Health

Map-wide quarantine and tracking policies for students

At this stage of the pandemic, most parents are familiar with COVID notification letters. But the instructions in the letters about whether your child should be quarantined or not vary greatly from school to school.

In Minneapolis, students exposed to COVID-19 at school are to be quarantined for 10 days. In the Anoka-Hennepin suburban school district, a single exposure does not lead to contact tracing or quarantine.

In Andover, Kansas, schools adhere to quarantine protocols set by county health departments. Since students from different districts attend the same school, those who sit next to each other in classrooms can be quarantined under two sets of rules.

In Anchorage and many Texas schools, close friends of classmates who test positive for COVID are given the opportunity to stay in the classroom or be quarantined. In suburban Chicago, siblings of students with any symptoms of COVID are to be quarantined until their siblings test negative.

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The number and complexity of school quarantine policies – in Fort Mill, South Carolina, eight pages of guidance instructing students when to quarantine them – left many parents with the impression that quarantining one child, not a classmate, was pointless. Family rules sometimes seem to differ: Christina Kennedy, a teacher in Benda, Oregon, received a call when her son was diagnosed with a positive case in August and was required to be quarantined. But when her daughter was intimately familiar with the positive case, there was no call.

“Unfortunately, we have a natural experiment across the country when it comes to reopening schools, especially with regard to quarantines,” said Dr. Leana Ven, professor of public health at George Washington University. “This is partly understandable, but when it comes to different approaches, there is certainly a partial approach.”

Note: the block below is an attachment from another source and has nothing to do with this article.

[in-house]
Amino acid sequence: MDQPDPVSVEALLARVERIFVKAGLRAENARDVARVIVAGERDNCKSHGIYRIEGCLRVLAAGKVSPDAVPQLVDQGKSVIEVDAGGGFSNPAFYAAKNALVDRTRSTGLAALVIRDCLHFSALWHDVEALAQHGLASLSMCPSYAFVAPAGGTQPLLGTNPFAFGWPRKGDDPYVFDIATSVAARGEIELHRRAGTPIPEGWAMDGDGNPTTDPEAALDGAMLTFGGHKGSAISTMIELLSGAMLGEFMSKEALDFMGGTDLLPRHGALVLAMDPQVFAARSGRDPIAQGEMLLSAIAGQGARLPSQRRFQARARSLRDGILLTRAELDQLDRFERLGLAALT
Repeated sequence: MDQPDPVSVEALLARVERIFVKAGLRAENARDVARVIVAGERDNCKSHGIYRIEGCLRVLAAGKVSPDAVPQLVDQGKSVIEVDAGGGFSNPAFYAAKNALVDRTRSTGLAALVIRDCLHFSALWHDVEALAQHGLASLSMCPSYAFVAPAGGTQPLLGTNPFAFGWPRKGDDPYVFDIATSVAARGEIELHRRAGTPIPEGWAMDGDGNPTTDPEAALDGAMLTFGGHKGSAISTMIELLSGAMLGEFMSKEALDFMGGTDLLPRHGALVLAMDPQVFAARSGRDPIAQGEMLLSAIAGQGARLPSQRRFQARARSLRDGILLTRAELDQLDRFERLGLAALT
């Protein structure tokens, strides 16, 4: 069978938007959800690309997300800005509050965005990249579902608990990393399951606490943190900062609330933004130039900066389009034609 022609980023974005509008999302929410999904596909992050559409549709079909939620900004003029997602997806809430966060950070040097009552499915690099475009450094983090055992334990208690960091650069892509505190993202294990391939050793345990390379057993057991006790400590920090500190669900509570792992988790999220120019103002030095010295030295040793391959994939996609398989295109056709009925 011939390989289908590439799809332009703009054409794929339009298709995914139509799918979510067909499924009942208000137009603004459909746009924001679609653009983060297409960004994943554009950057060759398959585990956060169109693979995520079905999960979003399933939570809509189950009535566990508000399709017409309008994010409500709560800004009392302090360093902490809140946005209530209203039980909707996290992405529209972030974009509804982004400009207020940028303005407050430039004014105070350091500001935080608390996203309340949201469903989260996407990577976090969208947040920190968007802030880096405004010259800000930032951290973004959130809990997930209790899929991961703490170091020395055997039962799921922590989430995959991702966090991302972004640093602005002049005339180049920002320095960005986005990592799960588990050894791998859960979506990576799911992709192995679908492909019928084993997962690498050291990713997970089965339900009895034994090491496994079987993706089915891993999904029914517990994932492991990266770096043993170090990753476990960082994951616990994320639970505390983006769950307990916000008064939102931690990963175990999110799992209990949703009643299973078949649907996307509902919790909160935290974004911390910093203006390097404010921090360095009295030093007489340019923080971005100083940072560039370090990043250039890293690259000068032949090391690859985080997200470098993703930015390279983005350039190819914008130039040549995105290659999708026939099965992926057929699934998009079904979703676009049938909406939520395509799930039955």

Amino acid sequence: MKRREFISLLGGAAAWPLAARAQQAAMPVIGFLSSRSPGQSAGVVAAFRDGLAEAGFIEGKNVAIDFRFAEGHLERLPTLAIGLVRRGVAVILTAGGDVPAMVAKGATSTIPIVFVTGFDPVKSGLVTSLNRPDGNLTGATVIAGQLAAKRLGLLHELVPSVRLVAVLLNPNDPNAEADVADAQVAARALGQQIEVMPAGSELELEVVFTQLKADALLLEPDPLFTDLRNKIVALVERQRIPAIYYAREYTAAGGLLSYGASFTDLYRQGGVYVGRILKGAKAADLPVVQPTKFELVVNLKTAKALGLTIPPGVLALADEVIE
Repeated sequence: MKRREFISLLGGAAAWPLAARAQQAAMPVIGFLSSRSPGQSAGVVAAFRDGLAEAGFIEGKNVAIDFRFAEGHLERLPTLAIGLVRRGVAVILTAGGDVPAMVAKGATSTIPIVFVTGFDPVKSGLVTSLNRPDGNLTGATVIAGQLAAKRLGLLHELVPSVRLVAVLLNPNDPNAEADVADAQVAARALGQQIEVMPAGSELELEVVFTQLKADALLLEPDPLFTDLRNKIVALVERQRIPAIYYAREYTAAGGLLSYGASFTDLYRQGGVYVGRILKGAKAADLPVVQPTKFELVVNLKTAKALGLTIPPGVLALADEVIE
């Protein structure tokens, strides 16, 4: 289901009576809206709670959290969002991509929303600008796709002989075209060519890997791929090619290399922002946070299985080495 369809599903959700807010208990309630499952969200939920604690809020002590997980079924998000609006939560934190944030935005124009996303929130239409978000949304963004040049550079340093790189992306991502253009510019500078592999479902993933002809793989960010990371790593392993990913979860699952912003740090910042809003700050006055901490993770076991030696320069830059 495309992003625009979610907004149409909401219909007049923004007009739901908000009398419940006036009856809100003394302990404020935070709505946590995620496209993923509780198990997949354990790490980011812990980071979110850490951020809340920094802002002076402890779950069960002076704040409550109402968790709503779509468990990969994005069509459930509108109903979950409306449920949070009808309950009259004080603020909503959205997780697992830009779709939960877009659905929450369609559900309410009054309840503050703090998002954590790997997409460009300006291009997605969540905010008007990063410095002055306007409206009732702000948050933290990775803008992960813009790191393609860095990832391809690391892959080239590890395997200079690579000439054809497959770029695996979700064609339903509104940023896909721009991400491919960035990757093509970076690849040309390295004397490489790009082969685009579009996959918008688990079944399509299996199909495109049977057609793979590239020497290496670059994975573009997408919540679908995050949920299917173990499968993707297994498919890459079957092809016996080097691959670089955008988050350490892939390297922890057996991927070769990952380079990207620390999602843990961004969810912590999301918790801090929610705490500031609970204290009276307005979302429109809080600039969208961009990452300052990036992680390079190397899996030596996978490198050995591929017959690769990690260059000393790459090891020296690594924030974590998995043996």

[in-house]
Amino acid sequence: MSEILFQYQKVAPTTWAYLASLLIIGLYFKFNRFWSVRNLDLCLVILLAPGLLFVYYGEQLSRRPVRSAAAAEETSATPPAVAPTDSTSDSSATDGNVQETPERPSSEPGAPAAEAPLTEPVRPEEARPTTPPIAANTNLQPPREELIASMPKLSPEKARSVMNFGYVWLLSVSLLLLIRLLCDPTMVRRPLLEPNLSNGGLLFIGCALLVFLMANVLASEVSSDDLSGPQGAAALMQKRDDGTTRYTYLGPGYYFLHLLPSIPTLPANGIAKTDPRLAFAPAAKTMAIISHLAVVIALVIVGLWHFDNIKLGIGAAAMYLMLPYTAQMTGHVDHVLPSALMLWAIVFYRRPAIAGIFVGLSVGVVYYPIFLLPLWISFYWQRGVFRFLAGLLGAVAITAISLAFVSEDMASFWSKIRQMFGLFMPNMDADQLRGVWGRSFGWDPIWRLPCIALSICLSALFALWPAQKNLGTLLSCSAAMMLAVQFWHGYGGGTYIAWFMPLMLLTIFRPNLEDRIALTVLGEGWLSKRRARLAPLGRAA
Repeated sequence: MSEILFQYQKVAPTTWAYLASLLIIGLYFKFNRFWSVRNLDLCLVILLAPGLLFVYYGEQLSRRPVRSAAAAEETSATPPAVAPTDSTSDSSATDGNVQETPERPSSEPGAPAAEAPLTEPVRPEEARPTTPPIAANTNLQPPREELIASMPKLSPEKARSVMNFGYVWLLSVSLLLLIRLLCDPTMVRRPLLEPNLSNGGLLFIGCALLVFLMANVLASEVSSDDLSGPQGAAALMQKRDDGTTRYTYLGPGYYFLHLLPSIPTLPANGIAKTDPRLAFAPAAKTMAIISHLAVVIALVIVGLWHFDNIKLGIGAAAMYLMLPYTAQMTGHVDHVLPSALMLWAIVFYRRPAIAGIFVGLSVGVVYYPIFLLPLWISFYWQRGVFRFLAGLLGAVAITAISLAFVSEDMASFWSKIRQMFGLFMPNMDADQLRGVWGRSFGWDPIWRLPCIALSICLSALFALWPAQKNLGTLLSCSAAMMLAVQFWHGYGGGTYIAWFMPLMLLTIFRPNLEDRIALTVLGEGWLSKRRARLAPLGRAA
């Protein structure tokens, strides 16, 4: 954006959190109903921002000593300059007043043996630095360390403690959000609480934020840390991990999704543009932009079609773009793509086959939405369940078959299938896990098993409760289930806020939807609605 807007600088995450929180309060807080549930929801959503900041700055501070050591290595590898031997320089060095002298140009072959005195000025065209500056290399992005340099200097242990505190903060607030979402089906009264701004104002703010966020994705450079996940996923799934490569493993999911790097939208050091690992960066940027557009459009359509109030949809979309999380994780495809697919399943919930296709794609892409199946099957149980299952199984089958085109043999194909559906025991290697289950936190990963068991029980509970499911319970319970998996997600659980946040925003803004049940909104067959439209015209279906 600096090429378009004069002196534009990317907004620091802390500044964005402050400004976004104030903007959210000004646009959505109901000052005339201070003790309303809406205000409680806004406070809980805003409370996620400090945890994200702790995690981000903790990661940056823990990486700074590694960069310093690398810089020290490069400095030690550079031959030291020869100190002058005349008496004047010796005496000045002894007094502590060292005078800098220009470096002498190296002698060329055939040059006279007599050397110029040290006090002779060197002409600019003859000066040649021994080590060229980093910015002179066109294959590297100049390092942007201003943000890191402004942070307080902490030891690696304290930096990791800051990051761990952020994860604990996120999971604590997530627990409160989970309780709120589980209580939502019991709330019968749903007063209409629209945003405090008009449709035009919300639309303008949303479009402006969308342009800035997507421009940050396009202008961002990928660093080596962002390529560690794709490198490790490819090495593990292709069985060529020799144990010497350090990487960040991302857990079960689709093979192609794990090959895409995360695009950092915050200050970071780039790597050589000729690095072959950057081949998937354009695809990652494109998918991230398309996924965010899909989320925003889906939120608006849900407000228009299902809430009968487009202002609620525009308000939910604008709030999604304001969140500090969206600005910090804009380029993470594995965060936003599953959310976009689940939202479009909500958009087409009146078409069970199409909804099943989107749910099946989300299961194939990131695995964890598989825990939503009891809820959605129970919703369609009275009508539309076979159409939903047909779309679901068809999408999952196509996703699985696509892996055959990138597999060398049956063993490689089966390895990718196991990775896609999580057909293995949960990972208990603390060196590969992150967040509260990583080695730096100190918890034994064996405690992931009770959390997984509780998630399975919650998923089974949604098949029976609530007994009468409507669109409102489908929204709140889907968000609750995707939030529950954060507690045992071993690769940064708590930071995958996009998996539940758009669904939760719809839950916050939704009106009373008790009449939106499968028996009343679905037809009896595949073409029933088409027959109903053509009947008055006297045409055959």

The Centers for Disease Control and Prevention guidelines call for unvaccinated children who come into contact with someone who tests positive for COVID to be quarantined for a period to be determined locally. But the decision by the state, county, or school district to quarantine is arbitrary. Ed300’s informal personal learning coalition found that 31 states do not automatically isolate students from direct contact.

“We learned from this pandemic that in the absence of directives, school districts will behave autonomously, and you will get this result – good, bad or otherwise,” said David Lowe, superintendent of Anoka-Hennepin School in Minnesota. County.

Luo noted that the schools in his state operate independently.

This is true in many other areas as well. “Directors and district health officials have a lot of leeway,” said Leslie Beanen, a parent associated with Ed300 and faculty member at the Oregon-Portland State University School of Public Health at the Oregon-Portland State University of Health and Science.

“Quarantines can last seven or 14 days,” Bienen said, and local officials have a say in determining who qualifies as close contact — as determined by the CDC, within 6 feet of anyone, which collectively amounts to at least 15 minutes within 24 hours. But the agency also recommended that schools maintain a distance of at least 3 feet between students.

Local governance isn’t necessarily bad – schools have to make their own rules, Wen said, but that’s why things can look different from school to school, no matter how close they are.

Kennedy, Bend, Oregon, teacher works in a private school, and her husband teaches in a public school that her children attend.

“A private school is much more prone to closing entire classrooms than a public school,” Kennedy said. “I know that three entire classrooms have been closed in my private school since September,” while zero has been closed in the public system.